Prefer a good Miracle? Shift An individual’s Opinion

Losing is painful. It doesn’t matter what – a job, a marketing, your quality of life, a partner, a spouse – it’s painful. Sure, the pain is greater, the higher losing, but whenever we lose something, we feel it deeply.

A buddy of mine, a trial lawyer by trade, recently lost a big case. He’s not in the habit of losing trials, for him this was a most unusual experience. But what intrigued me was his attitude about this: “I can see where I made some mistakes. I am aware it’s hindsight and all that, but I seriously misjudged how a jurors would look at certain facts. I can’t watch for my next trial – I possess some ideas on what I possibly could did differently, and I wish to see how they’ll play out.”

His is definitely an optimist’s attitude. A miracle-making attitude. One which practically guarantees success. Oh, maybe its not all time, but more regularly than not what is a course in miracles. It’s well established that optimists succeed beyond their actual aptitude and talents – all because of their attitude.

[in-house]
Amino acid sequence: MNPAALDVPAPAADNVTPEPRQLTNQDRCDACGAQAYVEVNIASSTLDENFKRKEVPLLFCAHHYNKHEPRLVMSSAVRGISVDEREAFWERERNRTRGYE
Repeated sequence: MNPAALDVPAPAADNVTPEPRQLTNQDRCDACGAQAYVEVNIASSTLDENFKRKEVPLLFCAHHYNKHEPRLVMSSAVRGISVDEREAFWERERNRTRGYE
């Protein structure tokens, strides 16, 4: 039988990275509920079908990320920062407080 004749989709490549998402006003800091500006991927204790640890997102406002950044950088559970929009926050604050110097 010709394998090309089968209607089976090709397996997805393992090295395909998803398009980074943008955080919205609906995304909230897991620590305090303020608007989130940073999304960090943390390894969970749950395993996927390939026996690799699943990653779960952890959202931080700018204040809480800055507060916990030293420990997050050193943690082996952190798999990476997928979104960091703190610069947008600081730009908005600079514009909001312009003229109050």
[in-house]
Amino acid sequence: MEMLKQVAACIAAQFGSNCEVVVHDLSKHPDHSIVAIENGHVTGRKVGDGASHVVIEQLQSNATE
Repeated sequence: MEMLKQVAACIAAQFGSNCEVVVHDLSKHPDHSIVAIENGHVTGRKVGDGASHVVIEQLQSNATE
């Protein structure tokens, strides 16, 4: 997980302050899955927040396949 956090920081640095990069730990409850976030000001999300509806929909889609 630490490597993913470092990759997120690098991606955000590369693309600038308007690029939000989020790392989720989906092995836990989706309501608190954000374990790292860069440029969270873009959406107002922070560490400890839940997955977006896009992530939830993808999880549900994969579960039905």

Many lawyers, in his position, might have expended their efforts laying blame somewhere: on opposing counsel for underhanded tricks, on the Judge if you are biased toward the other side, on the jurors for “not getting it,” on their trial team if you are inefficient, or on themselves. My friend, however, simply assessed his work, determined what was missing, and was rarin’ to take the next trial – so he could once again, win.

All it took was a shift in perception, what Marianne Williamson* defines as “a miracle.” Or, to my means of thinking, a shift in perception (how you see the loss) lays the groundwork for magic, for something to happen that’ll be a lot better than what was expected. By moving off the blame-game, and choosing instead to learn from the experience (the shift in perception), my friend put himself back on the success track.

Once you look at your loss, whatever it is, as permanent and all-encompassing, then affirmed, you’ll feel devastated and struggling to let go and move on. If, on the contrary, you appear at your loss – be it the increasing loss of a job, a spouse, a client, your savings – as temporary, something to learn from – then odds are excellent that you will be able to move onto better yet things; to a “miracle.”

The only real change is in the manner in which you perceive the event, the loss. And that, unlike losing itself, is wholly within your control. Buck against it though we might, we could always control what we think. No, it’s not necessarily easy. I find it takes considerable effort to move my thoughts off the comfort of wound-licking and self-pity to thoughts that’ll generate a better future. But it’s doable.

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